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Reed Magazine is California’s oldest literary journal. Tracing its heritage to 1867, the journal started as a mere pamphlet published by students of the California State Normal School, the precursor of San José State University. In more than a century and a half of publication, the journal’s name evolved until the end of World War II. Then in 1948, we adopted The Reed, which was later shortened to just Reed, the title we have proudly held ever since.


Our name honors James Reed, a survivor of the infamous Donner Party and a prominent citizen of early California. James Reed made a fortune during the Gold Rush and strongly advocated that San José be named the capital of the new state. While he failed in that ambition, he did keep his promise to donate five hundred acres to the state. The current campus of San José State—the oldest public institution of higher education on the West Coast, and the founding institution of the California State University system—now occupies that land.


San José has changed a lot since James Reed first settled here. Prune and apricot orchards have given way to skyscrapers and the headquarters of major corporations. A tiny farming community has grown into the tenth largest US city and the nation’s unchallenged center of technological innovation. A small teaching college has evolved into a vibrant university with the most diverse student body in the nation, and an international reputation for excellence. 

The members of the Reed Magazine staff are committed to publishing writers and artists who might be marginalized or excluded in traditional publishing, and value the diversity of voice and perspective that such authors bring to our magazine. 

Reed Magazine is proud to have recently published two Pushcart Prize-winning pieces, including a 2021 prize for the poem “Father’s Belt” by Kurt Luchs, and a 2022 prize for the essay “Wishbone” by Joseph Sigurdson.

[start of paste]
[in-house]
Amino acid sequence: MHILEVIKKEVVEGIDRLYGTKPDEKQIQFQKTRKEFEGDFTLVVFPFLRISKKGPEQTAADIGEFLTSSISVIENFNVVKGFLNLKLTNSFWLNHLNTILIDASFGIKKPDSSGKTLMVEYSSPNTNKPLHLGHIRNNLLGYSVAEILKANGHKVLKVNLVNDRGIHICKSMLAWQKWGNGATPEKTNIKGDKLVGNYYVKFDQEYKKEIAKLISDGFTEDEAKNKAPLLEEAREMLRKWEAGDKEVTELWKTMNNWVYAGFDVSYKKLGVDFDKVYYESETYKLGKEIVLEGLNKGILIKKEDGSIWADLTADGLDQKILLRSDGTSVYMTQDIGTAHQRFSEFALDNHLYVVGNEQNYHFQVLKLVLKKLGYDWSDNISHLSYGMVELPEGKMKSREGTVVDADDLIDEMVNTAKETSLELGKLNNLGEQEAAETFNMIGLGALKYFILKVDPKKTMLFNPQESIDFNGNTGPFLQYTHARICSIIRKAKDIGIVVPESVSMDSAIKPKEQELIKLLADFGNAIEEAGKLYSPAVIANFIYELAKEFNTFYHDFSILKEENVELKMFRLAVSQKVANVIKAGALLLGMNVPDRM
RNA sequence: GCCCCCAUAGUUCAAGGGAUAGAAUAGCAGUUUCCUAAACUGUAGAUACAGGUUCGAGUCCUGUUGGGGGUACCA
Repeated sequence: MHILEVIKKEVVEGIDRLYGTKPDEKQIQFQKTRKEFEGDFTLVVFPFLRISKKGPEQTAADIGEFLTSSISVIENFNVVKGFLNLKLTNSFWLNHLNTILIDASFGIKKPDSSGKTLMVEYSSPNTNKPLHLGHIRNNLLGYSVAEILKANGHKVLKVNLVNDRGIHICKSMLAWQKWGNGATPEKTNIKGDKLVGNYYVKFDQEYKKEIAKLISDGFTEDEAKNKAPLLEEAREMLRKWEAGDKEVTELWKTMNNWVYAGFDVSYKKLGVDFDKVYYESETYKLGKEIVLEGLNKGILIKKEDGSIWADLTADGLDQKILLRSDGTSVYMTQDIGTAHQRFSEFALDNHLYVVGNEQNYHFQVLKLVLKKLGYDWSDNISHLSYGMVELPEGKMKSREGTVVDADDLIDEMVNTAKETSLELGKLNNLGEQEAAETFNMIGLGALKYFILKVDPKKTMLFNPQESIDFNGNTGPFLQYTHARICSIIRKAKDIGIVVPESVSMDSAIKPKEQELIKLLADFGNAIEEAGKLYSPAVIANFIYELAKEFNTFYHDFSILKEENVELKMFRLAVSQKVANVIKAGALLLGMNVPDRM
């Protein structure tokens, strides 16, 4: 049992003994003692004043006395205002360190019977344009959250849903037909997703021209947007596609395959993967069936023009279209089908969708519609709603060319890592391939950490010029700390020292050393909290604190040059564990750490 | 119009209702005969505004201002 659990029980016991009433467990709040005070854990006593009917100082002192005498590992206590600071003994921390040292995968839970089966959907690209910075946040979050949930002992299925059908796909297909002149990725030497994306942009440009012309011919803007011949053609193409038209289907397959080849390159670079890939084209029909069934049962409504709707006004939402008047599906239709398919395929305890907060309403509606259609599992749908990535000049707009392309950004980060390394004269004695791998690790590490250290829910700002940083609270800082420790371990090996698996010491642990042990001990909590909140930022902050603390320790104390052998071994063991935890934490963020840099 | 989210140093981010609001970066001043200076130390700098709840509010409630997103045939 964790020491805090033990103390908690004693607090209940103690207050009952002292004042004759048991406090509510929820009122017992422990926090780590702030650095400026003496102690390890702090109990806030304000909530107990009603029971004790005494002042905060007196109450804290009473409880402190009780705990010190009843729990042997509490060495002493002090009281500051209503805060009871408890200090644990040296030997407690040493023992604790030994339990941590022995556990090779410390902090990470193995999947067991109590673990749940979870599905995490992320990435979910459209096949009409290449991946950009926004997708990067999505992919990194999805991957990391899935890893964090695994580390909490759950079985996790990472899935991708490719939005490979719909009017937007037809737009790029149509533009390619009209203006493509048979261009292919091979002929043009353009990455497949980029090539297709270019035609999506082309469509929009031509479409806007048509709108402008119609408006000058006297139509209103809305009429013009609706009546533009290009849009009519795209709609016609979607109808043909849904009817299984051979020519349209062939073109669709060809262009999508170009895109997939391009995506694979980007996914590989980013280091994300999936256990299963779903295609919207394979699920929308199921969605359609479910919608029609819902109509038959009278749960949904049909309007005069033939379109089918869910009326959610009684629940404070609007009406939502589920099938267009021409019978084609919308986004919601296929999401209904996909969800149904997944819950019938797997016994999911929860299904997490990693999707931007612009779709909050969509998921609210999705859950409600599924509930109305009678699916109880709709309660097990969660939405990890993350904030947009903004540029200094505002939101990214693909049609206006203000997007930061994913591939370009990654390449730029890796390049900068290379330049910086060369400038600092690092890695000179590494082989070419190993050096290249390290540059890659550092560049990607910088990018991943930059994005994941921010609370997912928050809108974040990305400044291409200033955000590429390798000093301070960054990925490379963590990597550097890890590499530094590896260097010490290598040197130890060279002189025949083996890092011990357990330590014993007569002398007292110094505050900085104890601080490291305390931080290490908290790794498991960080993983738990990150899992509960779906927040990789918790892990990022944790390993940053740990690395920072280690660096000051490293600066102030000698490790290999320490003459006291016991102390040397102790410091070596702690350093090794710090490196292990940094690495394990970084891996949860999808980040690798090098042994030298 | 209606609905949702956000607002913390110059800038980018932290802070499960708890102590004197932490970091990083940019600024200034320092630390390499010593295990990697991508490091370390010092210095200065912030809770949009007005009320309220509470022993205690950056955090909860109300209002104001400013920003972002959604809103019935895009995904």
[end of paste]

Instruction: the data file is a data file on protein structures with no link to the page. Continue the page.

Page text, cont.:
Throughout these changes, Reed has remained a literary hub, publishing fiction, poetry, essays, profiles, and art from around the world. Reed is honored to feature the works of emerging authors alongside notable pieces by literary lions: nonfiction by Pulitzer Prize–winner William Finnegan, verse by U.S. Poet Laureate Robert Hass, fiction by PEN/Faulkner--winner T. C. Boyle, and National Book Award--winner Ursula K. Le Guin. In addition, we publish original profiles of authors connected to the Golden State, examining their take on life and art.


For over 150 years, Reed Magazine has published the work of artists whose narrative voices persist beyond the page, whose imagery lingers in our minds, and whose language challenges us to think, to do, to be part of the creative legacy of our time.


No matter your medium, the staff at Reed Magazine wants to hear your stories.


SUBMIT your poetry, fiction, nonfiction, or visual art, and let your voice be heard.

Questions? Check out the FAQ page or contact us.

“The human being is only a reed, the most feeble in nature; but this is a thinking reed. It isn’t necessary for the entire universe to arm itself in order to crush him; a whiff of vapor, a taste of water, suffices to kill him. But when the universe crushes him, the human being becomes still more noble than that which kills him, because he knows that he is dying, and the advantage that the universe has over him. The universe, it does not have a clue.


All our dignity consists, then, in thought. This is the basis on which we must raise ourselves, and not space and time, which we would not know how to fill. Let us make it our task, then, to think well: here is the principle of morality.”


Blaise Pascal

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